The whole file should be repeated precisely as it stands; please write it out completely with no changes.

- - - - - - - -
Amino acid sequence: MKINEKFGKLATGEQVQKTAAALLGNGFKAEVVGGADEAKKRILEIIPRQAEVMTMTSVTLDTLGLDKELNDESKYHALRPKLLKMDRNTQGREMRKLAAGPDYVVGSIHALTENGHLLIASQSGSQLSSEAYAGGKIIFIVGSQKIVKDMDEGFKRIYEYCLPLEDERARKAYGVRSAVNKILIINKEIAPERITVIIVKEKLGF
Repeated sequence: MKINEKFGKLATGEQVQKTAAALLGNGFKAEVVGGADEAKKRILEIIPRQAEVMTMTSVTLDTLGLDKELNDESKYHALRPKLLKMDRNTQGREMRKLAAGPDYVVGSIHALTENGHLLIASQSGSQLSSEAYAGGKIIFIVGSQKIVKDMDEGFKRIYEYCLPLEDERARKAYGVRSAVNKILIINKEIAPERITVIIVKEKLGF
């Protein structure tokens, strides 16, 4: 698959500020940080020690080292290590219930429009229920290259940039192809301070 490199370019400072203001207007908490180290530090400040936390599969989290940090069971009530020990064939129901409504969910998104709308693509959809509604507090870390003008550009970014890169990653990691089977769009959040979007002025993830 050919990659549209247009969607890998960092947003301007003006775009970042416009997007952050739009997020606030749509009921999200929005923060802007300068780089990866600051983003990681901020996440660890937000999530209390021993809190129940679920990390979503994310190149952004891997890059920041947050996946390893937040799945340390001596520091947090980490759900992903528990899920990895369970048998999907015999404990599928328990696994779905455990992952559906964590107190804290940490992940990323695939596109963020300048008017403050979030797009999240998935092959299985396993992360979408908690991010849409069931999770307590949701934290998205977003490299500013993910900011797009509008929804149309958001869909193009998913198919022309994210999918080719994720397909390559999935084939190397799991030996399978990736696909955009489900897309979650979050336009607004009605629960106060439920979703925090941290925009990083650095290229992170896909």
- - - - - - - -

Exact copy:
Amino acid sequence: MKINEKFGKLATGEQVQKTAAALLGNGFKAEVVGGADEAKKRILEIIPRQAEVMTMTSVTLDTLGLDKELNDESKYHALRPKLLKMDRNTQGREMRKLAAGPDYVVGSIHALTENGHLLIASQSGSQLSSEAYAGGKIIFIVGSQKIVKDMDEGFKRIYEYCLPLEDERARKAYGVRSAVNKILIINKEIAPERITVIIVKEKLGF
Repeated sequence: MKINEKFGKLATGEQVQKTAAALLGNGFKAEVVGGADEAKKRILEIIPRQAEVMTMTSVTLDTLGLDKELNDESKYHALRPKLLKMDRNTQGREMRKLAAGPDYVVGSIHALTENGHLLIASQSGSQLSSEAYAGGKIIFIVGSQKIVKDMDEGFKRIYEYCLPLEDERARKAYGVRSAVNKILIINKEIAPERITVIIVKEKLGF
């Protein structure tokens, strides 16, 4: 698959500020940080020690080292290590219930429009229920290259940039192809301070 490199370019400072203001207007908490180290530090400040936390599969989290940090069971009530020990064939129901409504969910998104709308693509959809509604507090870390003008550009970014890169990653990691089977769009959040979007002025993830 050919990659549209247009969607890998960092947003301007003006775009970042416009997007952050739009997020606030749509009921999200929005923060802007300068780089990866600051983003990681901020996440660890937000999530209390021993809190129940679920990390979503994310190149952004891997890059920041947050996946390893937040799945340390001596520091947090980490759900992903528990899920990895369970048998999907015999404990599928328990696994779905455990992952559906964590107190804290940490992940990323695939596109963020300048008017403050979030797009999240998935092959299985396993992360979408908690991010849409069931999770307590949701934290998205977003490299500013993910900011797009509008929804149309958001869909193009998913198919022309994210999918080719994720397909390559999935084939190397799991030996399978990736696909955009489900897309979650979050336009607004009605629960106060439920979703925090941290925009990083650095290229992170896909």